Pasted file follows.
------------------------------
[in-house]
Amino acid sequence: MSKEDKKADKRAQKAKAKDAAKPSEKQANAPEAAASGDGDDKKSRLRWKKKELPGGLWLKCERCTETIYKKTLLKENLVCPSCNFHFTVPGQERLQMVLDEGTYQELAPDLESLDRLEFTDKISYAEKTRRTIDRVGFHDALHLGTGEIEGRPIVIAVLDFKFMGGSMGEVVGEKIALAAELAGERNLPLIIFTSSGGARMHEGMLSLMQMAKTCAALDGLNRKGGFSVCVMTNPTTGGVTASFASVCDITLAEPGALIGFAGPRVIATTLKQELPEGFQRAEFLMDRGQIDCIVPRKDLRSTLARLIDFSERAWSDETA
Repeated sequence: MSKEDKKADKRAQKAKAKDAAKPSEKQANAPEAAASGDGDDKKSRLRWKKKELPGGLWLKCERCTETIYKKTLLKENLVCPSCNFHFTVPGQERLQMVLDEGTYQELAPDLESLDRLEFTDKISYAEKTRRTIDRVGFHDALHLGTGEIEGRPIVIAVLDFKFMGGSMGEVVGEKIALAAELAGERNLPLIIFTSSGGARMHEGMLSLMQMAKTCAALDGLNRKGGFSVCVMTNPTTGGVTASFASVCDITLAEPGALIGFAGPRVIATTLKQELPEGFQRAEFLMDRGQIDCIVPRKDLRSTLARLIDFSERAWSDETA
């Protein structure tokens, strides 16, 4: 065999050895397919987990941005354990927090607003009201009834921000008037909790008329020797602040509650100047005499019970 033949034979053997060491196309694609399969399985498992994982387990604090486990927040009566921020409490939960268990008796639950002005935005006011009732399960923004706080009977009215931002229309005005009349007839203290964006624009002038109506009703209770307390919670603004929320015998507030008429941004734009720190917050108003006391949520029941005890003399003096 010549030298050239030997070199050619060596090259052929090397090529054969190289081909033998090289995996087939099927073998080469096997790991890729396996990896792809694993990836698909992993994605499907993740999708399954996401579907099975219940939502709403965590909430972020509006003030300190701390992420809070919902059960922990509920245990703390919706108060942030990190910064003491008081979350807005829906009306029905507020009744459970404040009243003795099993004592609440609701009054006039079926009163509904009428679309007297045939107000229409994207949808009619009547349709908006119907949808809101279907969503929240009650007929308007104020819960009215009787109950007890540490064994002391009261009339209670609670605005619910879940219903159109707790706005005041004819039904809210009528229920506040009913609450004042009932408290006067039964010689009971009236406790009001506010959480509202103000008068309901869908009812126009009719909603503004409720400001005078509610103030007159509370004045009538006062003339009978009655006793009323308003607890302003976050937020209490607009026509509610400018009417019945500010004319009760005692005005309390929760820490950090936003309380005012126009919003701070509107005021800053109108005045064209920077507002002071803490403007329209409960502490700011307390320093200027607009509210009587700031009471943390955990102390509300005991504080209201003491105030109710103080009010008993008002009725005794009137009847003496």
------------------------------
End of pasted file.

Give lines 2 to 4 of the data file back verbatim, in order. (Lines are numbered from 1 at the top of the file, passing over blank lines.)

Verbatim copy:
Amino acid sequence: MSKEDKKADKRAQKAKAKDAAKPSEKQANAPEAAASGDGDDKKSRLRWKKKELPGGLWLKCERCTETIYKKTLLKENLVCPSCNFHFTVPGQERLQMVLDEGTYQELAPDLESLDRLEFTDKISYAEKTRRTIDRVGFHDALHLGTGEIEGRPIVIAVLDFKFMGGSMGEVVGEKIALAAELAGERNLPLIIFTSSGGARMHEGMLSLMQMAKTCAALDGLNRKGGFSVCVMTNPTTGGVTASFASVCDITLAEPGALIGFAGPRVIATTLKQELPEGFQRAEFLMDRGQIDCIVPRKDLRSTLARLIDFSERAWSDETA
Repeated sequence: MSKEDKKADKRAQKAKAKDAAKPSEKQANAPEAAASGDGDDKKSRLRWKKKELPGGLWLKCERCTETIYKKTLLKENLVCPSCNFHFTVPGQERLQMVLDEGTYQELAPDLESLDRLEFTDKISYAEKTRRTIDRVGFHDALHLGTGEIEGRPIVIAVLDFKFMGGSMGEVVGEKIALAAELAGERNLPLIIFTSSGGARMHEGMLSLMQMAKTCAALDGLNRKGGFSVCVMTNPTTGGVTASFASVCDITLAEPGALIGFAGPRVIATTLKQELPEGFQRAEFLMDRGQIDCIVPRKDLRSTLARLIDFSERAWSDETA
């Protein structure tokens, strides 16, 4: 065999050895397919987990941005354990927090607003009201009834921000008037909790008329020797602040509650100047005499019970 033949034979053997060491196309694609399969399985498992994982387990604090486990927040009566921020409490939960268990008796639950002005935005006011009732399960923004706080009977009215931002229309005005009349007839203290964006624009002038109506009703209770307390919670603004929320015998507030008429941004734009720190917050108003006391949520029941005890003399003096 010549030298050239030997070199050619060596090259052929090397090529054969190289081909033998090289995996087939099927073998080469096997790991890729396996990896792809694993990836698909992993994605499907993740999708399954996401579907099975219940939502709403965590909430972020509006003030300190701390992420809070919902059960922990509920245990703390919706108060942030990190910064003491008081979350807005829906009306029905507020009744459970404040009243003795099993004592609440609701009054006039079926009163509904009428679309007297045939107000229409994207949808009619009547349709908006119907949808809101279907969503929240009650007929308007104020819960009215009787109950007890540490064994002391009261009339209670609670605005619910879940219903159109707790706005005041004819039904809210009528229920506040009913609450004042009932408290006067039964010689009971009236406790009001506010959480509202103000008068309901869908009812126009009719909603503004409720400001005078509610103030007159509370004045009538006062003339009978009655006793009323308003607890302003976050937020209490607009026509509610400018009417019945500010004319009760005692005005309390929760820490950090936003309380005012126009919003701070509107005021800053109108005045064209920077507002002071803490403007329209409960502490700011307390320093200027607009509210009587700031009471943390955990102390509300005991504080209201003491105030109710103080009010008993008002009725005794009137009847003496």